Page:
In a lengthy review of change in Tennessee liquor laws, the highlight being wine in grocery stores, the Nashville Scene suggests the next step: Sunday sales of liquor and wine by the bottle.
Why should a grocery store be permitted to sell beer until 3 a.m. on Sundays but have to cut off wine sales at 11 p.m. and refuse to sell on Sundays? But in a compromise with the liquor retail industry, the grocery lobby agreed to the different hours, at least for now.
Everyone knows the fix is temporary. The question is, how long before it changes?
“I think maybe a year or two — let’s take a breather,” Ketron says of when he might introduce legislation syncing the days and times that wine and beer can be sold. “But it’s the next logical step that people want.”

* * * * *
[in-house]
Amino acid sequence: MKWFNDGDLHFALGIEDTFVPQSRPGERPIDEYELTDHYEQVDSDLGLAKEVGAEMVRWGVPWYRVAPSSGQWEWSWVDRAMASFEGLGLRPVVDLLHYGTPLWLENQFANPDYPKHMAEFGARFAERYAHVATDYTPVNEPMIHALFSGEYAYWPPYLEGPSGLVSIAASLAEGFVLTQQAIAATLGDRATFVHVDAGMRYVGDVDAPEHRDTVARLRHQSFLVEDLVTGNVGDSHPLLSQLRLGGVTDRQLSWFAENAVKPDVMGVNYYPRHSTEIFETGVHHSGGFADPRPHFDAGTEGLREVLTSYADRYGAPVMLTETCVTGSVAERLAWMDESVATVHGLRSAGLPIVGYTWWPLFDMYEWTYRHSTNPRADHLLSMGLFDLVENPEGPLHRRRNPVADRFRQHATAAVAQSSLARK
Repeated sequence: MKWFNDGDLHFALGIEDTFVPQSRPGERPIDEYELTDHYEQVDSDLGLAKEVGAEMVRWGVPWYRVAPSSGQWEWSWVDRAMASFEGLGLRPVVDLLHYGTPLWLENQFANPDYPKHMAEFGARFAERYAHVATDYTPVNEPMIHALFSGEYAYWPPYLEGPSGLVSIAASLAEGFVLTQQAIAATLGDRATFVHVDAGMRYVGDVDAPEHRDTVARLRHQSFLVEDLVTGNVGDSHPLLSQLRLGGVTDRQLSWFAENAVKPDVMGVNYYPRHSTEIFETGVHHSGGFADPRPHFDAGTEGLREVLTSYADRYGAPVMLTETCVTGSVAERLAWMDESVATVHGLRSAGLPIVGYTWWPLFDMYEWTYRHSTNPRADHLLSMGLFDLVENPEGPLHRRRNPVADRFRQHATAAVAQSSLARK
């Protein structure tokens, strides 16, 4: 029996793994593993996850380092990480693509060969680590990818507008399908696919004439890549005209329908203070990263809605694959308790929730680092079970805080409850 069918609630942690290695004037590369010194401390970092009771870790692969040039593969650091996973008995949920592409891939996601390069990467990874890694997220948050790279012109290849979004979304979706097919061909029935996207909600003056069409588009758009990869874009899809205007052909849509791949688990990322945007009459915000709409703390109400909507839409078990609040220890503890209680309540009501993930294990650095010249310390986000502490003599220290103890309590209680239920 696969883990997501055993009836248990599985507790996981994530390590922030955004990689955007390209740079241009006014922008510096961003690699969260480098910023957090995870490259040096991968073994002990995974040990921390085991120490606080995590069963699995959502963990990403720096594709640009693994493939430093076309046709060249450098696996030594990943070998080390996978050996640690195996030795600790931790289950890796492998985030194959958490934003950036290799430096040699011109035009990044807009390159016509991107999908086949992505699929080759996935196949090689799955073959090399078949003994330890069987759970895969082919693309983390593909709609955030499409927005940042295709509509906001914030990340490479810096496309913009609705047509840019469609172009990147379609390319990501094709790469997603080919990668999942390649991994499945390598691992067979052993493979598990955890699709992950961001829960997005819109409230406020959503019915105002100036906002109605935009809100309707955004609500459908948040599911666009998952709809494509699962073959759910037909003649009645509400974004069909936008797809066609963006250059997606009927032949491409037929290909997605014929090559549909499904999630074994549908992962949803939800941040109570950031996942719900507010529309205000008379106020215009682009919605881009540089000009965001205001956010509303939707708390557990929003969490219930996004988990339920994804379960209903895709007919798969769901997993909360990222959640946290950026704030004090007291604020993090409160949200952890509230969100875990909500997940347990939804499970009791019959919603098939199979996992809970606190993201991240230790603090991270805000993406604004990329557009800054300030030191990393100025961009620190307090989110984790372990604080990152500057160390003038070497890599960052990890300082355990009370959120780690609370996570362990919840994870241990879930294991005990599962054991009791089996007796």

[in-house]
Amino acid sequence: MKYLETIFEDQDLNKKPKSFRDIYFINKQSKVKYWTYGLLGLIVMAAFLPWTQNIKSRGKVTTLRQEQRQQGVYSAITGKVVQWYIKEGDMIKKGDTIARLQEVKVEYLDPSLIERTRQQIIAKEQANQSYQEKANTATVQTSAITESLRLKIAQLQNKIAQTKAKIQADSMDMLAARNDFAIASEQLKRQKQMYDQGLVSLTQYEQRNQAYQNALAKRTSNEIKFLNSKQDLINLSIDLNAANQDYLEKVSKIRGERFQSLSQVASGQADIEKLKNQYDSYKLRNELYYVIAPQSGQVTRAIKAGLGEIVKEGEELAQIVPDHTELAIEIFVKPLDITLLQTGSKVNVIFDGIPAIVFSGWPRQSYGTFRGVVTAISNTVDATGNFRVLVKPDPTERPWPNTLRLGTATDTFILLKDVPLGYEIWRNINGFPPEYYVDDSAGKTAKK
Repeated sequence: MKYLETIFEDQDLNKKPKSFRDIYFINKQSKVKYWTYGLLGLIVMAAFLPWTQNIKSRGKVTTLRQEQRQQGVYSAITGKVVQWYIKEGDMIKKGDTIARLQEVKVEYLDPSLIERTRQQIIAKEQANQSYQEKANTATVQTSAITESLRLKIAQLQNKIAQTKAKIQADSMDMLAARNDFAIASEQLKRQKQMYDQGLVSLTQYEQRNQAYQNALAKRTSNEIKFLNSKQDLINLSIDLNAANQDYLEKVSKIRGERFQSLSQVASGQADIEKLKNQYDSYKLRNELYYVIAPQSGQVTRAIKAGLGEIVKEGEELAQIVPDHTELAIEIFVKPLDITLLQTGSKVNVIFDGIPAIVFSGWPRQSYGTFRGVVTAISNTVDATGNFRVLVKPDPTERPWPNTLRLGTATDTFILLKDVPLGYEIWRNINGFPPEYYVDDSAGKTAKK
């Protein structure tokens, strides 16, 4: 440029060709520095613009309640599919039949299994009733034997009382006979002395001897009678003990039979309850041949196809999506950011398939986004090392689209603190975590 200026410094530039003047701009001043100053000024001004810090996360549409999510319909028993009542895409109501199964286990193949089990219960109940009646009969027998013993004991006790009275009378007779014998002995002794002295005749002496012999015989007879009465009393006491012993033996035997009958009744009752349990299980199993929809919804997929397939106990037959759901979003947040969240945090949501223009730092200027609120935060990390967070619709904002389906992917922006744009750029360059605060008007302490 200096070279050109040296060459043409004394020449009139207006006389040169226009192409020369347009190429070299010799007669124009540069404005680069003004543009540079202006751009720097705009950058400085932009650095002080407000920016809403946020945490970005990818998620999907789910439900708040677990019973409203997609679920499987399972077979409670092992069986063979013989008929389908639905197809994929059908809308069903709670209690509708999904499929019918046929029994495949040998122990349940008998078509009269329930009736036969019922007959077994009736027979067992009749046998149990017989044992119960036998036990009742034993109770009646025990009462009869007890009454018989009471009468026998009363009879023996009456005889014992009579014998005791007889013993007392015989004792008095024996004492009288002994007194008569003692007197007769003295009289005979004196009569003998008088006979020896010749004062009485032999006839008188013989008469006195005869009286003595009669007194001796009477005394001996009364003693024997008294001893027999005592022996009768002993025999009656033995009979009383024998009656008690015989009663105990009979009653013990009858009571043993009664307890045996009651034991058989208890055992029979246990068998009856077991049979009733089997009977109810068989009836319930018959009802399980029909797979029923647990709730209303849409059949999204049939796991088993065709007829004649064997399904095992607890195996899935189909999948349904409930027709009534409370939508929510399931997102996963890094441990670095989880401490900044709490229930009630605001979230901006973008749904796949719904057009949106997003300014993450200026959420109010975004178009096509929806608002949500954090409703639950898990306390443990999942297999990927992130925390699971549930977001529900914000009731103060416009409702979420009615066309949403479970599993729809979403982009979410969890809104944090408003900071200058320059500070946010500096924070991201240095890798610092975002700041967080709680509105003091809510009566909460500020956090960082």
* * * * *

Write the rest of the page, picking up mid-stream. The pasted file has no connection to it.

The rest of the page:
Ketron points out that many people are skirting Sunday sales already by going to a restaurant, ordering a bottle of wine, sipping maybe half a glass, and then taking the bottle home under corkage provisions. Besides, distilleries in the state can already sell their wares on Sundays, meaning there is currently a legal way to buy liquor on the Lord’s Day.
Cheek thinks it will take a couple of tries to get Sunday sales through; Ketron estimates “up to five years.” But Ikard thinks if enough consumers contact their legislators this fall — and enough grocery store owners point out what a pain the law is — the change could be sooner.
“I think we could possibly change that next session,” Ikard says.
Even retailers seem resigned to the eventuality.